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Bebop Spoken There

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Hudson Music: Lance's "Bebop Spoken Here" is one of the heaviest and most influential jazz blogs in the UK.

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13,508 (and counting) posts since we started blogging 13 years ago. 926 of them this year alone and, so far, 90 this month (July 27).

Wednesday, July 14, 2021

Album review: Joshua Cavanagh-Brierley - Joy in Bewilderment. Take Two.

Joshua Cavanagh-Brierley wins points across the board for the boldness of his ambition across the 56 minutes and 7 seconds of Joy in Bewilderment. He works the eighteen musicians at his disposal through some tremendous arrangements, sweeping across the canvas from the opening title track by the string quartet, which evokes Terence Blanchard’s  A Tale of God’s Will ( a Requiem for Katrina) in its melancholy and solemnity. By the end of the album, on You Can’t Whistle a Haircut, we are the other end of a story arc in a world of furious, joyous, escapist free jazz as if all the confusions and contradictions have been resolved.

To emphasise the continuity across the album, some tracks are natural introductions to the ones that follow. For example the opener, Joy in Bewilderment, stops suddenly and the subsequent, Brew, lifts off from there into a widescreen dance that acts as a bridge to I’ll Do as I Please. Similarly,   Forbidden Words moves through a series of landscapes with the full band, especially the brass at the opening leading into a vocal section and then a short solo piano section that leads into the solo piano of Attachment. Attachment is JC-B’s solo piano piece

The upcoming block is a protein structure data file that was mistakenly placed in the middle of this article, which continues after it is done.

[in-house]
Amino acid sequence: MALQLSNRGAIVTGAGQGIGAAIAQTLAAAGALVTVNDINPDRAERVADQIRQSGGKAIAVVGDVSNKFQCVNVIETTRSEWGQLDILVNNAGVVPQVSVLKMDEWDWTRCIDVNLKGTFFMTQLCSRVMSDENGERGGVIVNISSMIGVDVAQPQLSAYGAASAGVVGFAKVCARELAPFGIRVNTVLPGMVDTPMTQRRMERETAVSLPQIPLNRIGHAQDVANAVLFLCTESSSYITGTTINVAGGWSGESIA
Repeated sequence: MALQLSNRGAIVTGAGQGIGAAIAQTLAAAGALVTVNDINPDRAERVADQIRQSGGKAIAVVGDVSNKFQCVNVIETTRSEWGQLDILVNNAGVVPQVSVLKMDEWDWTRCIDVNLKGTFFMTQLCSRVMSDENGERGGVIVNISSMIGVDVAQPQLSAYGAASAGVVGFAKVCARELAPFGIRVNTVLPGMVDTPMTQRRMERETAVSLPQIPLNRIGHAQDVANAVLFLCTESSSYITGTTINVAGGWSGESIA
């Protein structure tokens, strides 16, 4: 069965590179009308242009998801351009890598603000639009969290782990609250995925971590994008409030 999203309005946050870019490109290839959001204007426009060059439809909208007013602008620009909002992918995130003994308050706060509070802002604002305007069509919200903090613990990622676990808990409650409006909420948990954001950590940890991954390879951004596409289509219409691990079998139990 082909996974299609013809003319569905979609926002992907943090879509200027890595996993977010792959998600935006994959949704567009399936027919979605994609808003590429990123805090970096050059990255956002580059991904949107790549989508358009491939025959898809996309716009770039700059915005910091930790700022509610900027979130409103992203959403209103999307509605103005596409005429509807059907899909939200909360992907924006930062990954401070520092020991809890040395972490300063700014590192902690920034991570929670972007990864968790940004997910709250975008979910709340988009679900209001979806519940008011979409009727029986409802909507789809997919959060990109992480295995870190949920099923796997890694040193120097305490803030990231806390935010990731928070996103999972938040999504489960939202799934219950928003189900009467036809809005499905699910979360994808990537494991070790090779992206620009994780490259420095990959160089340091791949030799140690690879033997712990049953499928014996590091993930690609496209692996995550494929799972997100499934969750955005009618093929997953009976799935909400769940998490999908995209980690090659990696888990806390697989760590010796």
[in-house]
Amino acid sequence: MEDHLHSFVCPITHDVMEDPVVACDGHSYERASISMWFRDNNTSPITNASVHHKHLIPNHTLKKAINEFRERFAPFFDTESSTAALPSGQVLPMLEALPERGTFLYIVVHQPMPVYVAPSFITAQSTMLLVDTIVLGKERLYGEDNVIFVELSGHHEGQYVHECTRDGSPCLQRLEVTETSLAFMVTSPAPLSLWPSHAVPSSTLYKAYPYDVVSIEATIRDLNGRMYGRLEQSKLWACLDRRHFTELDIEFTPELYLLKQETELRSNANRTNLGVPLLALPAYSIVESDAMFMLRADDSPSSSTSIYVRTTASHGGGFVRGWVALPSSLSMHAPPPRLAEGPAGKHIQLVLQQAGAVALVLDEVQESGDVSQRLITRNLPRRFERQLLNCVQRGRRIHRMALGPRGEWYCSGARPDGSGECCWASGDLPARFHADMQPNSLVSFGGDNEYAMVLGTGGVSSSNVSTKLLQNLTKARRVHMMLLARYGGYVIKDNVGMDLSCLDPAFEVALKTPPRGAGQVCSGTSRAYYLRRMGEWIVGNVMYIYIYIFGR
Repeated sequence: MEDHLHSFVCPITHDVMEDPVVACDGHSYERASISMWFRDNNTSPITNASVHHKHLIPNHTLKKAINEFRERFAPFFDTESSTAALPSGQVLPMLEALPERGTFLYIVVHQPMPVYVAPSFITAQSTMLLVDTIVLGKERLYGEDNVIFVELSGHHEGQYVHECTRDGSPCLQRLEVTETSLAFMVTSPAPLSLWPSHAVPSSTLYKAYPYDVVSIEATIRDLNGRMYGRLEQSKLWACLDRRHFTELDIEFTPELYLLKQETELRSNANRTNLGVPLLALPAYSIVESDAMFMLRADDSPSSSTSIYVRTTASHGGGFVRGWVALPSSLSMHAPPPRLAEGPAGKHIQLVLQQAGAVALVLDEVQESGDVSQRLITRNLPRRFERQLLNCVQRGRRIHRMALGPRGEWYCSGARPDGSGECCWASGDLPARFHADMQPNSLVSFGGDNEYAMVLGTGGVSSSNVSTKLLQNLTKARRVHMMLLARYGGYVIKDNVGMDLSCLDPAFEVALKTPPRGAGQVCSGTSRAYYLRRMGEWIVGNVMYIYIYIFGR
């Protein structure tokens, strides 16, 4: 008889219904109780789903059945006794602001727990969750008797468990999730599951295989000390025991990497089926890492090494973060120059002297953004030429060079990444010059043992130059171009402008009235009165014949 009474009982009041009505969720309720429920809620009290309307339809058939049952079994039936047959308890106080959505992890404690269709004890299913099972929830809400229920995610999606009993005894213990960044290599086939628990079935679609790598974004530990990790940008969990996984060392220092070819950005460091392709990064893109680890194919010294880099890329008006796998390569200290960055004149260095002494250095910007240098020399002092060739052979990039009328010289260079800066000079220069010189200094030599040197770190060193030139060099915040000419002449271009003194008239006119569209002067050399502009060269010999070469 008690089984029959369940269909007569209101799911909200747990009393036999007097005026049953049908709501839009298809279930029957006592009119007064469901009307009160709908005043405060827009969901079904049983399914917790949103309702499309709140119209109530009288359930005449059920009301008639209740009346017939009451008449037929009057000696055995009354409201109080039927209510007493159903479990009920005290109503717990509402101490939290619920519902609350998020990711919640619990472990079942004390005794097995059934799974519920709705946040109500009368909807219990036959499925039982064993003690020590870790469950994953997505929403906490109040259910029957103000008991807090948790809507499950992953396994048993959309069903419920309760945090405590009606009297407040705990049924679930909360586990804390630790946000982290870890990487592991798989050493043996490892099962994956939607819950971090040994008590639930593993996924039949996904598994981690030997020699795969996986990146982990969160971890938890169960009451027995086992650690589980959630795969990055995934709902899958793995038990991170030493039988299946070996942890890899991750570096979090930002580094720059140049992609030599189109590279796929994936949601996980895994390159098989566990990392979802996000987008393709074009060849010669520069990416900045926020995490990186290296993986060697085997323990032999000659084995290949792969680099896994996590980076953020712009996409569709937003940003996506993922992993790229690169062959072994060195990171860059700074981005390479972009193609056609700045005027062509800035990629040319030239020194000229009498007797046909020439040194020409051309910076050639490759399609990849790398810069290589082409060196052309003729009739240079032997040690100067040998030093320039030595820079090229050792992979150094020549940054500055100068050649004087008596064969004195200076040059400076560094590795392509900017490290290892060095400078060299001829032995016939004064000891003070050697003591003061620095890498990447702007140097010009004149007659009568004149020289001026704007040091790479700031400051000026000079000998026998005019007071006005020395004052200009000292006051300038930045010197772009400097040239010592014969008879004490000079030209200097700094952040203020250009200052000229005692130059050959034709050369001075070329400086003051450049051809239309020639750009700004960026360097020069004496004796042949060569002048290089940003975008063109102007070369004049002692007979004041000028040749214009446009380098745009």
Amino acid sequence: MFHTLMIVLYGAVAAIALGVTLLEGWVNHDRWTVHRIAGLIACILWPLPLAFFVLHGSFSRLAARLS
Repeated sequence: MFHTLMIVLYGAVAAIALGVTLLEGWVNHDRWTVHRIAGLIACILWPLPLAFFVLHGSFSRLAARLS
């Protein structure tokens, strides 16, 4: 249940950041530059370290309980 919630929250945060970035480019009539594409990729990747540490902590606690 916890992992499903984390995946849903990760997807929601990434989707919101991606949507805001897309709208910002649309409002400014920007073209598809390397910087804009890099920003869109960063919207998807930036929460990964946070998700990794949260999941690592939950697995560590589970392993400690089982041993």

The two closers: Ophelia’s Arrival and You Can’t Whistle a Haircut are both exemplars of a big band working as one. They are upbeat, urban and soulful with the latter building throughout and the band working powerfully behind a series of solos to a closing crescendo, the full hairdryer treatment.

Cavanagh-Bailey knows how to work a full band through scenes and textures using the collective as a single instrument. There are opportunities for the soloist to shine, such as Chris Potter’s building solo from a mellow start in I’ll Do as I Please and his duet with JC-B later on the same tune.

I enjoyed this album enormously.

Joshua’s website can be found HEREDave Sayer

Available July 16 on Ubuntu-UBU0084 - Details.

Gavin Hibberd   (trumpet); Sam Healey (alto sax); Kyran Matthews, Chris Potter  (tenor sax); Anthony Brown (baritone sax); Ellie Whitley, Rich McVeigh, (trombones); Caoilfhionn Rose (vocals); Daniel Brew (guitar); Daniel Wellins (piano/ keys); Joshua Cavanagh-Brierley (electric bass/double bass/piano); Alan Taylor,    Grant Kershaw, Craig Hanson  (drums) + The Amika Quartet: Simmy Singh, Laura Senuor  (violins);  Lucy Nolan (viola); Peggy Nolan  (cello).

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